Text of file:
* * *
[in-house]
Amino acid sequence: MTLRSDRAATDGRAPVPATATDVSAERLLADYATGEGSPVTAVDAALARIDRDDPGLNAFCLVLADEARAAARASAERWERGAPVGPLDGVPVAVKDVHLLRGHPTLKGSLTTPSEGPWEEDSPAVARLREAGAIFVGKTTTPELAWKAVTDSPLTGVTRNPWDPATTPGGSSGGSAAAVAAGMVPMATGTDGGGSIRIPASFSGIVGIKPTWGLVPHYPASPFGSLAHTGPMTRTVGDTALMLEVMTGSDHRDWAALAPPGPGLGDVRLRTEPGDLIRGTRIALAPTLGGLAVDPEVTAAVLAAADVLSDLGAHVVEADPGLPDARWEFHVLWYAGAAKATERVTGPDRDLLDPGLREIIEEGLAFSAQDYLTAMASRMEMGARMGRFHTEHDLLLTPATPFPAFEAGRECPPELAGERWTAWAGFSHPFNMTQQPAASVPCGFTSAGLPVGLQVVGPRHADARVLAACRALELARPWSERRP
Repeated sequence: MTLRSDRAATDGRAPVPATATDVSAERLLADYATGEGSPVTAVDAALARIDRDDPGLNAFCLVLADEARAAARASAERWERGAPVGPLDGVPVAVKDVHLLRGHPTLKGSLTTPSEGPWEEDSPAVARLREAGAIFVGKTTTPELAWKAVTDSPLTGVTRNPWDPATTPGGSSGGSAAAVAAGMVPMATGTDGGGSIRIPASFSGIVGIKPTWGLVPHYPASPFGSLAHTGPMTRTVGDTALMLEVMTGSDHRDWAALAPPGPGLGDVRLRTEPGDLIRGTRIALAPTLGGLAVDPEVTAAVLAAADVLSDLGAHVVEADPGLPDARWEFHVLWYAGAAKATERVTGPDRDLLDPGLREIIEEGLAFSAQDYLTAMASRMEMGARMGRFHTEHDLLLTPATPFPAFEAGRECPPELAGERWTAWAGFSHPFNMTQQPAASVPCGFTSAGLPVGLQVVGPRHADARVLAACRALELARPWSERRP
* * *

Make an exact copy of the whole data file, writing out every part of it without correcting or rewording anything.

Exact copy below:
[in-house]
Amino acid sequence: MTLRSDRAATDGRAPVPATATDVSAERLLADYATGEGSPVTAVDAALARIDRDDPGLNAFCLVLADEARAAARASAERWERGAPVGPLDGVPVAVKDVHLLRGHPTLKGSLTTPSEGPWEEDSPAVARLREAGAIFVGKTTTPELAWKAVTDSPLTGVTRNPWDPATTPGGSSGGSAAAVAAGMVPMATGTDGGGSIRIPASFSGIVGIKPTWGLVPHYPASPFGSLAHTGPMTRTVGDTALMLEVMTGSDHRDWAALAPPGPGLGDVRLRTEPGDLIRGTRIALAPTLGGLAVDPEVTAAVLAAADVLSDLGAHVVEADPGLPDARWEFHVLWYAGAAKATERVTGPDRDLLDPGLREIIEEGLAFSAQDYLTAMASRMEMGARMGRFHTEHDLLLTPATPFPAFEAGRECPPELAGERWTAWAGFSHPFNMTQQPAASVPCGFTSAGLPVGLQVVGPRHADARVLAACRALELARPWSERRP
Repeated sequence: MTLRSDRAATDGRAPVPATATDVSAERLLADYATGEGSPVTAVDAALARIDRDDPGLNAFCLVLADEARAAARASAERWERGAPVGPLDGVPVAVKDVHLLRGHPTLKGSLTTPSEGPWEEDSPAVARLREAGAIFVGKTTTPELAWKAVTDSPLTGVTRNPWDPATTPGGSSGGSAAAVAAGMVPMATGTDGGGSIRIPASFSGIVGIKPTWGLVPHYPASPFGSLAHTGPMTRTVGDTALMLEVMTGSDHRDWAALAPPGPGLGDVRLRTEPGDLIRGTRIALAPTLGGLAVDPEVTAAVLAAADVLSDLGAHVVEADPGLPDARWEFHVLWYAGAAKATERVTGPDRDLLDPGLREIIEEGLAFSAQDYLTAMASRMEMGARMGRFHTEHDLLLTPATPFPAFEAGRECPPELAGERWTAWAGFSHPFNMTQQPAASVPCGFTSAGLPVGLQVVGPRHADARVLAACRALELARPWSERRP